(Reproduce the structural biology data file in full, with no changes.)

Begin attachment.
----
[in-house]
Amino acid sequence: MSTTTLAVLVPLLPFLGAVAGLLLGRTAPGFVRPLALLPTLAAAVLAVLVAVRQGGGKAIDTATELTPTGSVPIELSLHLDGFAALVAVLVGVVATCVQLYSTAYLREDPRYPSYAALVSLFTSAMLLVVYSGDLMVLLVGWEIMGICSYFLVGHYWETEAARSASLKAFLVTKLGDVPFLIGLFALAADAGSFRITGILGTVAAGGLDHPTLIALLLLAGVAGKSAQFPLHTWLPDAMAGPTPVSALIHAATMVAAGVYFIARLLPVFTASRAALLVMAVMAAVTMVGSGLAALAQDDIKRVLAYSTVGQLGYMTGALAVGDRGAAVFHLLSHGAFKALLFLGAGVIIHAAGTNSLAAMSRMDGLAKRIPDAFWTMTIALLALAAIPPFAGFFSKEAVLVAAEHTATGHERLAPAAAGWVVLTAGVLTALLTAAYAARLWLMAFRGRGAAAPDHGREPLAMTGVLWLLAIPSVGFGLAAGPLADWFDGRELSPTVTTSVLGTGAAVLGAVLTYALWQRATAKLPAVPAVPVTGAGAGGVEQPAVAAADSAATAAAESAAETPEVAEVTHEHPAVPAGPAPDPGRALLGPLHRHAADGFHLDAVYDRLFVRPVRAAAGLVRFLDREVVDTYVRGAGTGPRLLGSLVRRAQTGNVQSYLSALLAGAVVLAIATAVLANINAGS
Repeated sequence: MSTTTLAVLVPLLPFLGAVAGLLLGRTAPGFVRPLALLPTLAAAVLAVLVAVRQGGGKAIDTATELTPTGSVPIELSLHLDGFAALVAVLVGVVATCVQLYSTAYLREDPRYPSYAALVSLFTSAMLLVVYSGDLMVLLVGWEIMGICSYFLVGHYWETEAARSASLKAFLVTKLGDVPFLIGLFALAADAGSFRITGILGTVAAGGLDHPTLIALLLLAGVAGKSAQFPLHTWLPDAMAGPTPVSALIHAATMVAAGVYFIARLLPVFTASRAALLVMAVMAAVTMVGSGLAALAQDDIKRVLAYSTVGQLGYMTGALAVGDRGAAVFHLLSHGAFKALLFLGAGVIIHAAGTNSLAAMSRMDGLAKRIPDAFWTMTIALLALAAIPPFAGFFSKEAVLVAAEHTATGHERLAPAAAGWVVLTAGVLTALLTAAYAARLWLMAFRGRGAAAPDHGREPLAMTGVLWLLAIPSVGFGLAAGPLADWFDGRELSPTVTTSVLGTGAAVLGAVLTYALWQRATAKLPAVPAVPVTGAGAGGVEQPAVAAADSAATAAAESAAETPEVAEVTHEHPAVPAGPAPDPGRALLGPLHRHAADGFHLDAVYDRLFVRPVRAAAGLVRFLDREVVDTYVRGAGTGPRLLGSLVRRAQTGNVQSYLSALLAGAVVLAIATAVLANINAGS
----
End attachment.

[in-house]
Amino acid sequence: MSTTTLAVLVPLLPFLGAVAGLLLGRTAPGFVRPLALLPTLAAAVLAVLVAVRQGGGKAIDTATELTPTGSVPIELSLHLDGFAALVAVLVGVVATCVQLYSTAYLREDPRYPSYAALVSLFTSAMLLVVYSGDLMVLLVGWEIMGICSYFLVGHYWETEAARSASLKAFLVTKLGDVPFLIGLFALAADAGSFRITGILGTVAAGGLDHPTLIALLLLAGVAGKSAQFPLHTWLPDAMAGPTPVSALIHAATMVAAGVYFIARLLPVFTASRAALLVMAVMAAVTMVGSGLAALAQDDIKRVLAYSTVGQLGYMTGALAVGDRGAAVFHLLSHGAFKALLFLGAGVIIHAAGTNSLAAMSRMDGLAKRIPDAFWTMTIALLALAAIPPFAGFFSKEAVLVAAEHTATGHERLAPAAAGWVVLTAGVLTALLTAAYAARLWLMAFRGRGAAAPDHGREPLAMTGVLWLLAIPSVGFGLAAGPLADWFDGRELSPTVTTSVLGTGAAVLGAVLTYALWQRATAKLPAVPAVPVTGAGAGGVEQPAVAAADSAATAAAESAAETPEVAEVTHEHPAVPAGPAPDPGRALLGPLHRHAADGFHLDAVYDRLFVRPVRAAAGLVRFLDREVVDTYVRGAGTGPRLLGSLVRRAQTGNVQSYLSALLAGAVVLAIATAVLANINAGS
Repeated sequence: MSTTTLAVLVPLLPFLGAVAGLLLGRTAPGFVRPLALLPTLAAAVLAVLVAVRQGGGKAIDTATELTPTGSVPIELSLHLDGFAALVAVLVGVVATCVQLYSTAYLREDPRYPSYAALVSLFTSAMLLVVYSGDLMVLLVGWEIMGICSYFLVGHYWETEAARSASLKAFLVTKLGDVPFLIGLFALAADAGSFRITGILGTVAAGGLDHPTLIALLLLAGVAGKSAQFPLHTWLPDAMAGPTPVSALIHAATMVAAGVYFIARLLPVFTASRAALLVMAVMAAVTMVGSGLAALAQDDIKRVLAYSTVGQLGYMTGALAVGDRGAAVFHLLSHGAFKALLFLGAGVIIHAAGTNSLAAMSRMDGLAKRIPDAFWTMTIALLALAAIPPFAGFFSKEAVLVAAEHTATGHERLAPAAAGWVVLTAGVLTALLTAAYAARLWLMAFRGRGAAAPDHGREPLAMTGVLWLLAIPSVGFGLAAGPLADWFDGRELSPTVTTSVLGTGAAVLGAVLTYALWQRATAKLPAVPAVPVTGAGAGGVEQPAVAAADSAATAAAESAAETPEVAEVTHEHPAVPAGPAPDPGRALLGPLHRHAADGFHLDAVYDRLFVRPVRAAAGLVRFLDREVVDTYVRGAGTGPRLLGSLVRRAQTGNVQSYLSALLAGAVVLAIATAVLANINAGS